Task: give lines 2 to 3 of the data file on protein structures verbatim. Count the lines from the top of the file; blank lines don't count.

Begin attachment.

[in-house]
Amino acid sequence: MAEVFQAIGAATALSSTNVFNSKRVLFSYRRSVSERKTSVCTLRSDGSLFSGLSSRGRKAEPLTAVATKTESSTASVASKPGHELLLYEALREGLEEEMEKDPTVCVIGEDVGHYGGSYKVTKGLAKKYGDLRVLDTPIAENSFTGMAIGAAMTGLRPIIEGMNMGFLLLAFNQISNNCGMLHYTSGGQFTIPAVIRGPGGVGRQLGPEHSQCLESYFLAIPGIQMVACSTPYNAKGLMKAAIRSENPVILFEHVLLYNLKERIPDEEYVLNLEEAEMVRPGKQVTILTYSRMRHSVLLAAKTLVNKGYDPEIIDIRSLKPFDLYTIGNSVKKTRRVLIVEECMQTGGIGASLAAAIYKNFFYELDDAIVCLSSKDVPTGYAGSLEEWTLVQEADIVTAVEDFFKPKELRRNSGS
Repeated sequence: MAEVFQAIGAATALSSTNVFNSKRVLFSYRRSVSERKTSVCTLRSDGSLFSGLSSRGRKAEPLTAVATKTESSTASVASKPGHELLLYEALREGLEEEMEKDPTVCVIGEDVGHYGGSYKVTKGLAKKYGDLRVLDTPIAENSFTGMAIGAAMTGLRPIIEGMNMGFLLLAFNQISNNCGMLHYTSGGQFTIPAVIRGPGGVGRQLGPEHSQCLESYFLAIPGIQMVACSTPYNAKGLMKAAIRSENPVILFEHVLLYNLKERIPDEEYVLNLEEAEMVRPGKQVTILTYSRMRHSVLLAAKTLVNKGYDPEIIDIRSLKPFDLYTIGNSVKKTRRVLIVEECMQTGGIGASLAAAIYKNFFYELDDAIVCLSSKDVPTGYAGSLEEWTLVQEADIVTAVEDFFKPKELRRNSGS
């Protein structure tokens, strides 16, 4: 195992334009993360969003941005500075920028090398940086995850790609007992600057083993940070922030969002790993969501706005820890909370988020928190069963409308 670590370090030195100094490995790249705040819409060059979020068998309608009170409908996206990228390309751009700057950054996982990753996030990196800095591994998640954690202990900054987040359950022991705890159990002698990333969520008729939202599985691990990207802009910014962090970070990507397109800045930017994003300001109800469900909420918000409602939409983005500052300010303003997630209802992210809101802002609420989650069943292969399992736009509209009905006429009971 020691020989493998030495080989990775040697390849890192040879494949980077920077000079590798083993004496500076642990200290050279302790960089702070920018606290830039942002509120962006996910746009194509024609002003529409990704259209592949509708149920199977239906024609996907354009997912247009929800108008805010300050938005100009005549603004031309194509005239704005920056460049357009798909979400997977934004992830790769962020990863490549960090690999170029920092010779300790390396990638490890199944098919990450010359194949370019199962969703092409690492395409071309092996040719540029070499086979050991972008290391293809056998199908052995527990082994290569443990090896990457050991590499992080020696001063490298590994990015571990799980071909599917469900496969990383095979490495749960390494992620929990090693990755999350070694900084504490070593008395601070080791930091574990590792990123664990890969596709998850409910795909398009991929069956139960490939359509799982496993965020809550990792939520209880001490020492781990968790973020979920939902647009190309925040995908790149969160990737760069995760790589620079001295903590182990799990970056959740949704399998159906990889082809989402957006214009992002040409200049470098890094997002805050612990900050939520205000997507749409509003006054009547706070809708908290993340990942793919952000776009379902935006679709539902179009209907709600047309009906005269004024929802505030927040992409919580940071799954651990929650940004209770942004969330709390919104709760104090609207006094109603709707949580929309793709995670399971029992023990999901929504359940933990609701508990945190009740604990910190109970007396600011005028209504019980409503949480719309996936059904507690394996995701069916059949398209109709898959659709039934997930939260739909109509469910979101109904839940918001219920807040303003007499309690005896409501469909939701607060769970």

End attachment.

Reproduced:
Amino acid sequence: MAEVFQAIGAATALSSTNVFNSKRVLFSYRRSVSERKTSVCTLRSDGSLFSGLSSRGRKAEPLTAVATKTESSTASVASKPGHELLLYEALREGLEEEMEKDPTVCVIGEDVGHYGGSYKVTKGLAKKYGDLRVLDTPIAENSFTGMAIGAAMTGLRPIIEGMNMGFLLLAFNQISNNCGMLHYTSGGQFTIPAVIRGPGGVGRQLGPEHSQCLESYFLAIPGIQMVACSTPYNAKGLMKAAIRSENPVILFEHVLLYNLKERIPDEEYVLNLEEAEMVRPGKQVTILTYSRMRHSVLLAAKTLVNKGYDPEIIDIRSLKPFDLYTIGNSVKKTRRVLIVEECMQTGGIGASLAAAIYKNFFYELDDAIVCLSSKDVPTGYAGSLEEWTLVQEADIVTAVEDFFKPKELRRNSGS
Repeated sequence: MAEVFQAIGAATALSSTNVFNSKRVLFSYRRSVSERKTSVCTLRSDGSLFSGLSSRGRKAEPLTAVATKTESSTASVASKPGHELLLYEALREGLEEEMEKDPTVCVIGEDVGHYGGSYKVTKGLAKKYGDLRVLDTPIAENSFTGMAIGAAMTGLRPIIEGMNMGFLLLAFNQISNNCGMLHYTSGGQFTIPAVIRGPGGVGRQLGPEHSQCLESYFLAIPGIQMVACSTPYNAKGLMKAAIRSENPVILFEHVLLYNLKERIPDEEYVLNLEEAEMVRPGKQVTILTYSRMRHSVLLAAKTLVNKGYDPEIIDIRSLKPFDLYTIGNSVKKTRRVLIVEECMQTGGIGASLAAAIYKNFFYELDDAIVCLSSKDVPTGYAGSLEEWTLVQEADIVTAVEDFFKPKELRRNSGS